Texas’ next women’s basketball coach must figure out how to compete with Baylor. Not being able to do so cost Karen Aston her job.
In eight seasons in Austin, Aston was 184-83, took Texas to the NCAA tournament six times and had one Elite Eight and three Sweet 16 appearances. In women’s basketball — which has fewer big-money, loud-voice boosters driving super-high expectations than the men’s game does — Aston’s resume was enough to keep her in place at most schools.
But not at Texas, and most especially not when juxtaposed with the program 100 miles up the interstate in Waco. Some expressed surprise at the announcement Friday that Aston’s contract would not be renewed. I’m surprised they’re surprised. Texas’ administration was faced with doing more of the same to counteract the dominance of Baylor — the Big 12 regular-season champion for 10 consecutive years — or doing something different.
After eight years and Aston’s 1-18 record against the Lady Bears, it was time to do something different. But letting Aston go is just part of that. The harder part is finding someone who will do better against the beast of the Big 12.
Baylor has taken the air out of the rest of the conference for the past decade, but that’s particularly irksome at Texas. A rivalry the Longhorns once dominated has been completely reversed.
When coach Kim Mulkey took over at Baylor for the 2000-2001 season, the Lady Bears had never been to the NCAA tournament and had a 9-47 series record against Texas. Under Mulkey, Baylor has won three NCAA titles and been to one other Final Four, won 11 Big 12 regular-season titles, 10 Big 12 tournament titles and has a 34-11 record against Texas, including 22-1 in the past 10 seasons.
Texas’ legendary coach Jody Conradt, who led the Longhorns to a perfect 1986 season, retired in 2007 after going 5-10 against Mulkey-led Baylor. Texas hired Gail Goestenkors, one of the most successful coaches in the country, to replace Conradt. The former Duke coach went 5-6 against Mulkey at Baylor but never advanced past the second round of the NCAA tournament in five tries and resigned in 2012, citing weariness and burnout.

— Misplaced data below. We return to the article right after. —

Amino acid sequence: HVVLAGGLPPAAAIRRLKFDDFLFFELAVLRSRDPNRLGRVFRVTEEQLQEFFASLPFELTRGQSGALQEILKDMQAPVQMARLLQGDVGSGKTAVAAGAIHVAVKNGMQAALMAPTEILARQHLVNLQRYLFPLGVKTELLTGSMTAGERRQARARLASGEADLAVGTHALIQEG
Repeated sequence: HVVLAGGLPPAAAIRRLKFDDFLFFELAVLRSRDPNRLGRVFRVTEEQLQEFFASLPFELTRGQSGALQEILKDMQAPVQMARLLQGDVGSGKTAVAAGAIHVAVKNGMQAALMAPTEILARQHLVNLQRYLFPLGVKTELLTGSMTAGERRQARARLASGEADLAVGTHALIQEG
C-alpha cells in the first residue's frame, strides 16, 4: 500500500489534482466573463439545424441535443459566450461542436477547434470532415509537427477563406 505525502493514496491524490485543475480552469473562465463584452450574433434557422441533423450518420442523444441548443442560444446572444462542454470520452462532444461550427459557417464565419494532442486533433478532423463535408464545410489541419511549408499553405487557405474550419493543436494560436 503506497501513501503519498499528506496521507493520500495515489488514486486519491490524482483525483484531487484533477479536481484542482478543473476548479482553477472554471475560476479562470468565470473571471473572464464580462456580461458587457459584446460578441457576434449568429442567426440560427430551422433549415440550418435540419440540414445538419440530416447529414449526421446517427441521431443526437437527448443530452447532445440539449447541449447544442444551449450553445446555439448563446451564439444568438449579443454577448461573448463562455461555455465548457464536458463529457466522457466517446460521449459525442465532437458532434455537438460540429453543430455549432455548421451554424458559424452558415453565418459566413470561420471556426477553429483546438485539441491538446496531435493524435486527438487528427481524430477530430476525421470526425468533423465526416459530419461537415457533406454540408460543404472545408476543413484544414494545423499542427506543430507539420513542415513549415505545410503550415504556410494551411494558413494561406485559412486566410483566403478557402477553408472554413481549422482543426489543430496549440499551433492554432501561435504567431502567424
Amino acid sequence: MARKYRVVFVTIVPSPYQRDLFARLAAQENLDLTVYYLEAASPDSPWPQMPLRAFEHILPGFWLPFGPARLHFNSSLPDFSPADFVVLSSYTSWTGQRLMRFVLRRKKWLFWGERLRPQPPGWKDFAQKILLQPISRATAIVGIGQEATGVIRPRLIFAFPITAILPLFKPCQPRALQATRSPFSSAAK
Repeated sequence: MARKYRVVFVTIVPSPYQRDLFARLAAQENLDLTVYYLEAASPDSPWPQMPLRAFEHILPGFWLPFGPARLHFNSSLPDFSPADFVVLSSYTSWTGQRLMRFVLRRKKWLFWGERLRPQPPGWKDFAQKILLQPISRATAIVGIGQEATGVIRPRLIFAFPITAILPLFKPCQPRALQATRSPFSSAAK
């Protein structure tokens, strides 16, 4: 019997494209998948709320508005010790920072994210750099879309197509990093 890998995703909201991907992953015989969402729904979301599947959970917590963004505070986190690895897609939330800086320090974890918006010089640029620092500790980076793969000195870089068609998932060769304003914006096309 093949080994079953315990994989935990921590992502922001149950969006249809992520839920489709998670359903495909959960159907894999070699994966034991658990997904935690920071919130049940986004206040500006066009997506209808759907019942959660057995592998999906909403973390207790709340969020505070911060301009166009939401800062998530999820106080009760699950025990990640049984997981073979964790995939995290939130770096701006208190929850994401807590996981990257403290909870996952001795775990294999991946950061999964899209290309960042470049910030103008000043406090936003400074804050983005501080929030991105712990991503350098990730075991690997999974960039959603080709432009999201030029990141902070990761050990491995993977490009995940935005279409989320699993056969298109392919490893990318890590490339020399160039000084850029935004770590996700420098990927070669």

Enter Aston, a former assistant to Conradt who’d been on the staff when Texas had made its last Women’s Final Four appearance in 2003. Aston went 12-18 her first season in 2013, was back in the NCAA tournament in 2014, in the Sweet 16 in 2015 and in the Elite Eight in 2016. But even at 31-5 that 2016 season, the Longhorns lost three times to Baylor, by 13, 26 and 16 points.
Aston’s lone win in the series came Feb. 6, 2017: 85-79 at Baylor. The Lady Bears then paid that back two weeks later with a 70-67 win in Austin.
Aston is far from alone in struggling with Baylor; in the past 10 seasons, Baylor is 340-25 overall and 170-8 in the Big 12. But the proximity of the schools, and Texas being relegated to also-ran status in its conference, made Baylor’s success a scorching pain for the Longhorns.
At any other school in the Big 12, Aston would still have her job. That’s what her successor has to understand. So whom will that be?
This is one of the biggest job openings in all of women’s college athletics. Texas has had just four women’s basketball coaches since the program began in 1974-75, with Conradt’s 31 seasons taking up much of that. The first coach was Rod Paige; is there a chance Texas would consider hiring a male coach again?
Goestenkors resigned March 19, 2012; just six days earlier, Texas A&M assistant Vic Schaefer had been hired at Mississippi State after helping lead the Aggies to the 2011 NCAA title. Schaefer has gone 221-62 in his eight seasons with the Bulldogs, including two appearances in the national championship game. Will the Longhorns consider trying to lure someone like Schaefer, a Texas native, to Austin? Or perhaps another established Power 5 head coach?
That wasn’t the route taken for the two biggest openings last year, as Tennessee hired alum Kellie Harper, who’d been at Missouri State, and North Carolina hired Courtney Banghart away from Princeton.
Considering the coronavirus pandemic and the economic impact on universities, even ones as wealthy as Texas, will the Longhorns be willing to pay as much for a women’s basketball coach as they otherwise might have?
That’s what we’ll be watching to find out. Aston will land on her feet somewhere; she’s a good coach. But Baylor was simply too big of an obstacle to her continued career at Texas. Whoever replaces her has to be ready for that, because as long as Mulkey is at Baylor, it’s not going away.